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October 15 2018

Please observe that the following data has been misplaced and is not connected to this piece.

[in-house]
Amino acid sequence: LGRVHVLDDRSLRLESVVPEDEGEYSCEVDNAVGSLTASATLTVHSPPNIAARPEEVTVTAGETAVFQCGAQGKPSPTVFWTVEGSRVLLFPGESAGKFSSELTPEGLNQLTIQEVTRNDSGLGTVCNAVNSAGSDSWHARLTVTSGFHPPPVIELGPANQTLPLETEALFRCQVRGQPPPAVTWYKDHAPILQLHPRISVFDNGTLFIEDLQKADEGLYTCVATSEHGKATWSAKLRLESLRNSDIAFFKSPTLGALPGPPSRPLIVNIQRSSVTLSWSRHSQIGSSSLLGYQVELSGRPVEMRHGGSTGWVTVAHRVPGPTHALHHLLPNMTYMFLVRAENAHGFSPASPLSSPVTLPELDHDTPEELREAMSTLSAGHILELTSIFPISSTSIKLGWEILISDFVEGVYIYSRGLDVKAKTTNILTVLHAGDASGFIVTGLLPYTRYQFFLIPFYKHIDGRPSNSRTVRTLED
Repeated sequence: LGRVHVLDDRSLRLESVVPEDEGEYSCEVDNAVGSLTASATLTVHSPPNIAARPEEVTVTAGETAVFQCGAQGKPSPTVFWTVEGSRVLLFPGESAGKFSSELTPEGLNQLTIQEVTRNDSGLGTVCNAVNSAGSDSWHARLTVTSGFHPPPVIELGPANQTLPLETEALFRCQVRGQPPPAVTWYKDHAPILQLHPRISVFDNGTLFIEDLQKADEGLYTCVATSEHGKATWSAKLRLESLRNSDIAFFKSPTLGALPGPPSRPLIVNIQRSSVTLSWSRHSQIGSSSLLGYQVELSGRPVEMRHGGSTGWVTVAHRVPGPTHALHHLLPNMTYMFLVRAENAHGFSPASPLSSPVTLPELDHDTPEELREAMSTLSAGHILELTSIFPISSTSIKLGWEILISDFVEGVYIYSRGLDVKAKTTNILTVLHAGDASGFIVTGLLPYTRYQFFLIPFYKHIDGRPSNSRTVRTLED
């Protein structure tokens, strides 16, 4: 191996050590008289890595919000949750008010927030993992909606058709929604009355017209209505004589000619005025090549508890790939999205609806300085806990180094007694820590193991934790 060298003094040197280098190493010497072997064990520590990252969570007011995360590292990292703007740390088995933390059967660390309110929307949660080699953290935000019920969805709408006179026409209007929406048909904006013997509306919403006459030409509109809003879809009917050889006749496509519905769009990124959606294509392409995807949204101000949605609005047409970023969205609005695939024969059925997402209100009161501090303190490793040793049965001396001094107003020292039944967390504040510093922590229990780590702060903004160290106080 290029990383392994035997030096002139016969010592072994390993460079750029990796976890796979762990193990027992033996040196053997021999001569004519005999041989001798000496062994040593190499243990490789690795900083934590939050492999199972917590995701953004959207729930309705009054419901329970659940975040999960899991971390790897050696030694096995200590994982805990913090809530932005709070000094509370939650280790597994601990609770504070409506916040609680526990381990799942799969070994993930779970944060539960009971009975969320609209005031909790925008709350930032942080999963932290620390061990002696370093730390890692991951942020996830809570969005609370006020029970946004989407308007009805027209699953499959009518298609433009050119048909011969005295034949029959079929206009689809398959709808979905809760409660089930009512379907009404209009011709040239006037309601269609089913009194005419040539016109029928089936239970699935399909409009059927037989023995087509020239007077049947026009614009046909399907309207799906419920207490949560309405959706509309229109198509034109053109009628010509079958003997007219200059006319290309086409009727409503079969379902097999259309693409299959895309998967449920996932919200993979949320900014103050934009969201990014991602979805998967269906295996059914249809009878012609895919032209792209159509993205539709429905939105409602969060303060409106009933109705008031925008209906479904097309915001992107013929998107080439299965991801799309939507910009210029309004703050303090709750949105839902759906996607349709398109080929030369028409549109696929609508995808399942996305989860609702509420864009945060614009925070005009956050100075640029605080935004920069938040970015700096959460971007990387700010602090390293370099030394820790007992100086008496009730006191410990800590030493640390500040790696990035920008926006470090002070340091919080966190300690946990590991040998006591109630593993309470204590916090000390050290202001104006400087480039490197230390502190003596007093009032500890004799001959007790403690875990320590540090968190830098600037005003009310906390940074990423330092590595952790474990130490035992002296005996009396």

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October 15 2018 | The Journal of Commerce 29 Government authorities were successful while the chassis lessors weren't, the key differ- ence was US businesses aren't being harmed on cranes but are on chassis. "Including the additional $200 bil- lion just imposed, the total Section 301 tariffs on Chinese commodities and China's retaliation responses cover about 10 percent of all trade that moves through America's ports by value, which is concerning," AAPA President Kurt Nagle said. "AAPA was pleased, however, to see that port cranes were removed from the list, as we recommended at the recent hear - ings. Tariffs on these cranes ... would have harmed ports' ability to make the investments necessary to handle the larger vessels now being used in ocean trade and hurt US international competitiveness." There has been little substantive reaction to tariffs being assessed on chassis. CIMC told The Journal of Commerce that it was displeased, while Cheetah Chassis said it was happy with the decision. DCLI would only say that "we are still working through the implications of this decision for our business. As such it is too early at this point for us to comment." DCLI earlier said it spent $140 mil- lion on more than 10,000 new Chi- nese-made chassis during the last four years, which, with the tariffs, would have cost an additional $35 million. As many of these chassis lessors are owned by private equity groups, any adjustments in price could alter the bal- ance between refurbishing old chassis and purchasing new units. In the end, shippers don't care whether a chassis is refurbished, remanufactured, or new, as long as the equipment has anti-lock brakes, LEDs, radial tires, modern electrical wiring, and other features to guarantee a safe and reliable delivery to distribution centers. JOC email: twitter: @arijashe MARINE TERMINALS WERE spared a multimillion-dollar tariff that could have placed a crimp into projects to expand US ports, but chassis providers and users didn't get a reprieve amid a dispute between US and Chinese equipment manufactur- ers. Shippers ultimately will suffer because chassis lessors will pass along these extra costs by raising prices on daily rentals or long-term leases. The Office of the US Trade Rep- resentative released the final list in September after hearings into a 25 percent tariff on goods touching vir- tually every US industry. The Section 301 Committee, an intergovernmental working group, heard testimony in August from chassis manufacturers and providers that are integral in the use of wheels to deliver containers. China Intermodal Marine Con- tainers (CIMC), the world's largest container and chassis manufacturer, spearheaded an effort with chassis lessors such as Direct ChassisLink Inc. (DCLI), Flexi-Van Leasing, TRAC Intermodal, and the North American Chassis Pool Cooperative to outline how a tariff could cost the industry more than $100 million and was im- proper because US manufacturers can't churn out equipment fast enough to satisfy the needs of cargo owners. Cheetah Chassis led an effort to maintain the tariffs, arguing that CIMC flooded the US market with cheap chassis and a protectionist measure would put them back on equal footing while only costing ship- pers fractions of a penny per item. An average chassis costs $10,000 to $12,000. The Port of Virginia and the American Association of Port Author- ities (AAPA) lobbied against a tariff on ship-to-shore and gantry cranes because there are no US manufactur- ers of the equipment that costs more than $14 million per unit. While it's not known why the port New Jersey's regulations have made it relatively easy for owner-operators to exist. He suggested that drivers who face difficulty obtaining the IRS designation may opt to ply their trade in nearby ports, such as Philadelphia or Baltimore. And some truckers designated as employees may leave drayage and take a position in other sectors of the trucking industry that are more lucrative, he said. Edisson Villacis, an independent drayage operator in the Port of New York and New Jersey who runs a Face - book page for drivers, said he doesn't believe many independent operators want to be employees because they're reluctant to give up the ability to set their own hours and workloads — reasons they got into the business in the first place. John Vreeland, a labor attorney whose firm has handled transportation cases in New Jersey, said he believes the rule is a "pretty big change," with potentially sweeping consequences. Truckers may be reluctant to seek the IRS designation, fearing that an adverse ruling could trigger an audit of their past tax payment practices, and may therefore face a tougher test if later confronted by the Labor Depart - ment, he said. JOC email: twitter: @HughRMorley1 A tale of two tariffs Terminals get reprieve on cranes, while shippers will feel pain on chassis By Ari Ashe

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